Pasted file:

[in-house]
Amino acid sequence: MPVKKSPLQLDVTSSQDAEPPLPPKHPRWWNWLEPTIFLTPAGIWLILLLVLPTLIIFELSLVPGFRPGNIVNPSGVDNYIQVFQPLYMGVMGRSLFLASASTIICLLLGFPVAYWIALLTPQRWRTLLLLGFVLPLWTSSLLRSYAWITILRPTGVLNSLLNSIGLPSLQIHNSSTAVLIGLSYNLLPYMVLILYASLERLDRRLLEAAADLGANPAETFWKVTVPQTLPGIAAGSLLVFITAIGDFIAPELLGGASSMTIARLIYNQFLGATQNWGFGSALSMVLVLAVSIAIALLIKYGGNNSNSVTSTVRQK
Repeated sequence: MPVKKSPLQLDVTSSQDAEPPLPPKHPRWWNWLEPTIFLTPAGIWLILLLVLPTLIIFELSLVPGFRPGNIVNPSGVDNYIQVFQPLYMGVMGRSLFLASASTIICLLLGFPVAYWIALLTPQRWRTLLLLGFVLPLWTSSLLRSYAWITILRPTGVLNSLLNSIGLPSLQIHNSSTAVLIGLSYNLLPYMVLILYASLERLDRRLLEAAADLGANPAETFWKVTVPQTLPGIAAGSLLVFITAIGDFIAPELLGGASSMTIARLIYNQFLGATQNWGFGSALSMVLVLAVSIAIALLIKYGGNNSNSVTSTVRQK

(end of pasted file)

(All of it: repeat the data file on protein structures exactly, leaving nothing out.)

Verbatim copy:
[in-house]
Amino acid sequence: MPVKKSPLQLDVTSSQDAEPPLPPKHPRWWNWLEPTIFLTPAGIWLILLLVLPTLIIFELSLVPGFRPGNIVNPSGVDNYIQVFQPLYMGVMGRSLFLASASTIICLLLGFPVAYWIALLTPQRWRTLLLLGFVLPLWTSSLLRSYAWITILRPTGVLNSLLNSIGLPSLQIHNSSTAVLIGLSYNLLPYMVLILYASLERLDRRLLEAAADLGANPAETFWKVTVPQTLPGIAAGSLLVFITAIGDFIAPELLGGASSMTIARLIYNQFLGATQNWGFGSALSMVLVLAVSIAIALLIKYGGNNSNSVTSTVRQK
Repeated sequence: MPVKKSPLQLDVTSSQDAEPPLPPKHPRWWNWLEPTIFLTPAGIWLILLLVLPTLIIFELSLVPGFRPGNIVNPSGVDNYIQVFQPLYMGVMGRSLFLASASTIICLLLGFPVAYWIALLTPQRWRTLLLLGFVLPLWTSSLLRSYAWITILRPTGVLNSLLNSIGLPSLQIHNSSTAVLIGLSYNLLPYMVLILYASLERLDRRLLEAAADLGANPAETFWKVTVPQTLPGIAAGSLLVFITAIGDFIAPELLGGASSMTIARLIYNQFLGATQNWGFGSALSMVLVLAVSIAIALLIKYGGNNSNSVTSTVRQK